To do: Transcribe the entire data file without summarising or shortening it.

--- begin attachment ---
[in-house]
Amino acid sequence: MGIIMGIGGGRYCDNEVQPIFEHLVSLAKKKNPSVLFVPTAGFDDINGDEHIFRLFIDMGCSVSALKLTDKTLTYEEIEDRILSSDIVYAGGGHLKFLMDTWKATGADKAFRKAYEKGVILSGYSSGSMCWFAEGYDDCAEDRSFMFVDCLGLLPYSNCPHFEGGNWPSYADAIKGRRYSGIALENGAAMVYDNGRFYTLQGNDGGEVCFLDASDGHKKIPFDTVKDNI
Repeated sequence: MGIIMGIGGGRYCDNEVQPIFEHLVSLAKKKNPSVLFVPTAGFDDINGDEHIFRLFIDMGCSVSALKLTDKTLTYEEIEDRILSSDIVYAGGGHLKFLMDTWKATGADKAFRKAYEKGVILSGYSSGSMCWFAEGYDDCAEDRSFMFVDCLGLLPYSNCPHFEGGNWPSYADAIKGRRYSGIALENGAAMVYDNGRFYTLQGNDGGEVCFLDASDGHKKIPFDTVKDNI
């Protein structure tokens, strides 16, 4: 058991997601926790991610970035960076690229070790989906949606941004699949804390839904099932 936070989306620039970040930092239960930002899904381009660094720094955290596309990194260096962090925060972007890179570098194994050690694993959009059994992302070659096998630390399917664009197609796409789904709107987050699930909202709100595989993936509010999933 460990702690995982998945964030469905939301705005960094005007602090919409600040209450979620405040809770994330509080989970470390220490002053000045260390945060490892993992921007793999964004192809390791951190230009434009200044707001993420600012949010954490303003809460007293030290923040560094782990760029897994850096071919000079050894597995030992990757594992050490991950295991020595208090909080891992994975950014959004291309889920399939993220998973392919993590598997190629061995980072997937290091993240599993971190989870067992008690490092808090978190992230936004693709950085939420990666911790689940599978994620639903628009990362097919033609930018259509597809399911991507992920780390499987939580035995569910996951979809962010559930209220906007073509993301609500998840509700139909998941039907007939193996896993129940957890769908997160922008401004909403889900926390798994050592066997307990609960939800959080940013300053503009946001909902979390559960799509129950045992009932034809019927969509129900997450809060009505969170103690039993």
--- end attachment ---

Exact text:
[in-house]
Amino acid sequence: MGIIMGIGGGRYCDNEVQPIFEHLVSLAKKKNPSVLFVPTAGFDDINGDEHIFRLFIDMGCSVSALKLTDKTLTYEEIEDRILSSDIVYAGGGHLKFLMDTWKATGADKAFRKAYEKGVILSGYSSGSMCWFAEGYDDCAEDRSFMFVDCLGLLPYSNCPHFEGGNWPSYADAIKGRRYSGIALENGAAMVYDNGRFYTLQGNDGGEVCFLDASDGHKKIPFDTVKDNI
Repeated sequence: MGIIMGIGGGRYCDNEVQPIFEHLVSLAKKKNPSVLFVPTAGFDDINGDEHIFRLFIDMGCSVSALKLTDKTLTYEEIEDRILSSDIVYAGGGHLKFLMDTWKATGADKAFRKAYEKGVILSGYSSGSMCWFAEGYDDCAEDRSFMFVDCLGLLPYSNCPHFEGGNWPSYADAIKGRRYSGIALENGAAMVYDNGRFYTLQGNDGGEVCFLDASDGHKKIPFDTVKDNI
């Protein structure tokens, strides 16, 4: 058991997601926790991610970035960076690229070790989906949606941004699949804390839904099932 936070989306620039970040930092239960930002899904381009660094720094955290596309990194260096962090925060972007890179570098194994050690694993959009059994992302070659096998630390399917664009197609796409789904709107987050699930909202709100595989993936509010999933 460990702690995982998945964030469905939301705005960094005007602090919409600040209450979620405040809770994330509080989970470390220490002053000045260390945060490892993992921007793999964004192809390791951190230009434009200044707001993420600012949010954490303003809460007293030290923040560094782990760029897994850096071919000079050894597995030992990757594992050490991950295991020595208090909080891992994975950014959004291309889920399939993220998973392919993590598997190629061995980072997937290091993240599993971190989870067992008690490092808090978190992230936004693709950085939420990666911790689940599978994620639903628009990362097919033609930018259509597809399911991507992920780390499987939580035995569910996951979809962010559930209220906007073509993301609500998840509700139909998941039907007939193996896993129940957890769908997160922008401004909403889900926390798994050592066997307990609960939800959080940013300053503009946001909902979390559960799509129950045992009932034809019927969509129900997450809060009505969170103690039993």